The challenge we face with ageing populations is that we need to adapt from a youth-based employment culture. Above all, society’s perception of over 50s needs to catch up with reality. People are living longer and healthier lives – today, your 50s is only the mid-point of life and far away from retirement. It is an age to start a new career, re-train and still have decades of time to advance in that new path before even considering what we used to call retirement.

 

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AUTHOR

Alistair has been the CEO of Hays, plc since Sept. 2007. An aeronautical engineer by training (University of Salford, UK, 1982), Alistair commenced his career at British Aerospace in the military aircraft division. From 1983-1988, he worked Schlumberger filling a number of field and research roles in the Oil & Gas Industry in both Europe and North America. He completed his MBA (Stanford University, California) in 1991 and returned to the UK as a consultant for McKinsey & Co. His experience at McKinsey & Co covered a number of sectors including energy, consumer goods and manufacturing.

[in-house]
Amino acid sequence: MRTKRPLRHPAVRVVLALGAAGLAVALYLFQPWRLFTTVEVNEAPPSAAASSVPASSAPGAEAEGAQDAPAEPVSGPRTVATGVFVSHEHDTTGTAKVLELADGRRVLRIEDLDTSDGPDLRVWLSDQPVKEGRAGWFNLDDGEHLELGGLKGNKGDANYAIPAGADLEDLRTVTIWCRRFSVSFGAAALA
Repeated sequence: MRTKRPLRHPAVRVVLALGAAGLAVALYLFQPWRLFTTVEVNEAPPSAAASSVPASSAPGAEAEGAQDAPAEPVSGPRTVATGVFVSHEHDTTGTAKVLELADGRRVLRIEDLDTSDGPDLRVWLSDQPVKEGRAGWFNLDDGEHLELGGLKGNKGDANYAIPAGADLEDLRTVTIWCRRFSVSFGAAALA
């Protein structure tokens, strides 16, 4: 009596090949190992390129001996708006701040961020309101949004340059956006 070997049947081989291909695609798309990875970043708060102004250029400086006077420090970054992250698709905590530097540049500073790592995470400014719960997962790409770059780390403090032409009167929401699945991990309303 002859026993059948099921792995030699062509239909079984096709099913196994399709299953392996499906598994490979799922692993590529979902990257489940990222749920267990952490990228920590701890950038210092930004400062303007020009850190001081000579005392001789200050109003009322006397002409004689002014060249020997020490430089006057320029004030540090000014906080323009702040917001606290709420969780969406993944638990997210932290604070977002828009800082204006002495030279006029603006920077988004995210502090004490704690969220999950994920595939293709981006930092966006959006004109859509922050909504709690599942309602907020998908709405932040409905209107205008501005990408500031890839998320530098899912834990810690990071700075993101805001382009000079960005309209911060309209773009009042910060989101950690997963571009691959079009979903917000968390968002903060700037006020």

He moved to Blue Circle Industries in 1994 as Group Strategy Director, responsible for all aspects of strategic planning and international investments for the group. During this time, Blue Circle re-focused its business upon heavy building material in a number of new markets and in 1998, Alistair assumed the role of Regional Director responsible for Blue Circle’s operations in Asia, based in Kuala Lumpur in Malaysia. He was responsible for businesses in Malaysia, Singapore, the Philippines, Indonesia and Vietnam. Subsequent to the acquisition of Blue Circle by Lafarge in 2001, he also assumed responsibility for Lafarge’s operations in the region as Regional President for Asia.

In 2002, Alistair returned to the UK as CEO of Xansa, a UK based IT services and back-office processing organisation. During his 5 year tenure at Xansa, he re-focused the organisation to create a UK leading provider of back-office services across both the Public and Private sector and built one of the strongest offshore operations in the sector with over 6,000 people based in India.